Standard water cooler chitchat about television sitcoms and the weather is about to get its annual literary booster shot.
At least, that's the idea behind the Pikes Peak Library District's All Pikes Peak Reads 2003. The program, now in its second year, has been around in various forms in other major cities and large towns for several years now, and is intended to provoke impromptu book discussions and meetings between strangers. Last year's selection, Harper Lee's Southern masterpiece To Kill a Mockingbird, taught lots of people about both the names and cultural significance of Boo Radley and Atticus Finch.
This year's selection is Mary Shelley's classic Frankenstein. Legend has it that Shelley wrote the story in one night at a party in the English countryside after an evening spent telling ghost stories. Though it was written almost 200 years ago, its themes remain prescient in a time (and local community) in which science and theology frequently refute each other.
Sunday's kickoff celebration will provide a smorgasbord of activities, including food and drink, family-friendly games with a guaranteed gross-out factor for the children (including the groan-inducing variation on ring toss called "franks-in-steins" and an eyeball relay game), a celebrity monster mash with KKTV's James Brown, an appearance by Miss Colorado, and an instrument petting gallery provided by Graner Music.
The event will get serious later in the afternoon when the Colorado Springs Philharmonic, led by Associate Conductor Thomas Wilson, takes the stage in the family series concert titled Frankenstein.
But don't expect a horror-film soundtrack. The story of Frankenstein's monster has been widely commercialized and distorted since its publication 185 years ago. Many have long since forgotten that Frankenstein is a delicate, romantic examination of what it means to be human, not just a story about a stumbling, green-skinned monster with bolts in the side of his neck.
"Rather than trying to sensationalize the story by including music from the Bride of Frankenstein or similar Hollywood soundtracks, the Philharmonic worked with the Pikes Peak Public Library to focus on musical themes of the book," said David Sckolnik, marketing director for the Philharmonic.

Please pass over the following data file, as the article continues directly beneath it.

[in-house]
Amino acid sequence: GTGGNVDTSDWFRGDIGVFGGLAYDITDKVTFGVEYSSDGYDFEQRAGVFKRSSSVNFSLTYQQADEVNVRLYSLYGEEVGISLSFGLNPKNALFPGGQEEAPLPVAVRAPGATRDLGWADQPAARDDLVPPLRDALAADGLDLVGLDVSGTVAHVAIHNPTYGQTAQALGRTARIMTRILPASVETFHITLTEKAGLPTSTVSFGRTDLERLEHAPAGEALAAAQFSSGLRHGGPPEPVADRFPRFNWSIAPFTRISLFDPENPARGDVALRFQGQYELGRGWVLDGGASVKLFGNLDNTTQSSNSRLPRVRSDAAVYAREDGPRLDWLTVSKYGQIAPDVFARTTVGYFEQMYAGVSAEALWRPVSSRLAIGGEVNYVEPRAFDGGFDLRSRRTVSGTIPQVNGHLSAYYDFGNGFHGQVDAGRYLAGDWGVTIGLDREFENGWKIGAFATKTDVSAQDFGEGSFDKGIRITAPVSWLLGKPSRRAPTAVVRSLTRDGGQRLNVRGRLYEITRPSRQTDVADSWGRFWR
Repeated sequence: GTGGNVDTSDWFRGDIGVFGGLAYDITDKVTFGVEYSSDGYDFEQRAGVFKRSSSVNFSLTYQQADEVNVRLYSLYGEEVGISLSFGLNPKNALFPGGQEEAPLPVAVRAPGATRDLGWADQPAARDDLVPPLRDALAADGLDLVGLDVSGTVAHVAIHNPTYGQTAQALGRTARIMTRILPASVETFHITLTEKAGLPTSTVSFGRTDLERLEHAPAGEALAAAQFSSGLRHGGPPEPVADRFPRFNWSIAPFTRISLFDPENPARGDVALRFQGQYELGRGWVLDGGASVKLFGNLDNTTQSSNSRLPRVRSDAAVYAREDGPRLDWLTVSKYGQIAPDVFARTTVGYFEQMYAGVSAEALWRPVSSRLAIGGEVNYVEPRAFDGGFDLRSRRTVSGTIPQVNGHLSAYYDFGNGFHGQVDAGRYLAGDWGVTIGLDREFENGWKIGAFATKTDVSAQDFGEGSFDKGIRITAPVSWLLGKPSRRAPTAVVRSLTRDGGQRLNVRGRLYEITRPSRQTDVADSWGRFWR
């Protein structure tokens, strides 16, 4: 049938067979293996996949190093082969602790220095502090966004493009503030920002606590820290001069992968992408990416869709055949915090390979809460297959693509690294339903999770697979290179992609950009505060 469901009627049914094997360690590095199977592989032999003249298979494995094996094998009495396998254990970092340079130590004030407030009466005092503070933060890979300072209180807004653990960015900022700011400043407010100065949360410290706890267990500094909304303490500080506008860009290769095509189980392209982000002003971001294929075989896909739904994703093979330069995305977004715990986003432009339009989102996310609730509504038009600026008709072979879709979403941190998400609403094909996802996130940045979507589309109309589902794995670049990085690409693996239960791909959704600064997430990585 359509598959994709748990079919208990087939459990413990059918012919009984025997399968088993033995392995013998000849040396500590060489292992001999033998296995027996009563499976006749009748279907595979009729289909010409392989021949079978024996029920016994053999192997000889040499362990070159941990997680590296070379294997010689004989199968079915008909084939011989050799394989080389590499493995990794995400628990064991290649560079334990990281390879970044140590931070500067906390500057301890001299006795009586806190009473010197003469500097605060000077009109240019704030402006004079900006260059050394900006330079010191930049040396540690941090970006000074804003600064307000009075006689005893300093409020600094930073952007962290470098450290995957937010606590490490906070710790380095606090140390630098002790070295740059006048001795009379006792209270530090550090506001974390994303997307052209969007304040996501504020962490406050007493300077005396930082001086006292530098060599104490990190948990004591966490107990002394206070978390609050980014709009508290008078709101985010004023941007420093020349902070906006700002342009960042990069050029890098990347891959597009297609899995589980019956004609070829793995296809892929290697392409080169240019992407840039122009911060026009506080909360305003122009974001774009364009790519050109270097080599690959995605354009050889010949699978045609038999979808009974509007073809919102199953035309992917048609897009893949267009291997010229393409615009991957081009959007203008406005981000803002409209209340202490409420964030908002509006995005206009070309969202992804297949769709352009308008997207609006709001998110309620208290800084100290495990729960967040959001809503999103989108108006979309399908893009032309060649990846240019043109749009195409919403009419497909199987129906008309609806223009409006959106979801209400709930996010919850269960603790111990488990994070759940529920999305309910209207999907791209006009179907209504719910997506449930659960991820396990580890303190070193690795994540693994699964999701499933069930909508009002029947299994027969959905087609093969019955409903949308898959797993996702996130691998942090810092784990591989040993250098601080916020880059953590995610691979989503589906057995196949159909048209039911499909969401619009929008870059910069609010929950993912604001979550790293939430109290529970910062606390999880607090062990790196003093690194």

As such, the program will include Beethoven, Grieg, Mendelssohn and Schumann -- all "Romantic period" music created during (or around) author Shelley's lifetime.
"Mary Shelley would have been very familiar with the music of these composers," said Sckolnik. "She might even have been acquainted with Mendelssohn, and it's possible that she could have been inspired by these works. All of the music reflects agony, conflict and moments of passion. And we had to include a work from Schumann, since he's the true madman of Romanticism."
Actress Mara Purl will also perform a portion of her one-woman show Mary (Shelley)--In Her Own Words along with the Philharmonic as they play Mendelssohn's "Hebrides Overture," or "Fingal's Cave," op. 26. (Mendelssohn wrote the piece after he visited Fingal's Cave and was inspired by its solitude. When you read Frankenstein, you'll learn that the monster, appropriately enough, lives in a cave for some time).
In addition to the music provided by the orchestra, the Frankenstein program will also feature a preview of The Pikes Peak Library District's Reader's Theatre production of the story, and a screening of Thomas Edison's historic 1910 version of Frankenstein.
-- Bettina Swigger
All Pikes Peak Reads 2003 presents the Colorado Springs Philharmonic Family Concert: Frankenstein
Pikes Peak Center, 190 S. Cascade Ave.
Sunday, Sept. 28
It's Alive Party featuring free outdoor activities at 1 p.m. Concert and shows begin at 2:30 p.m.
Concert tickets are $9 for children under 18, $15 for adults.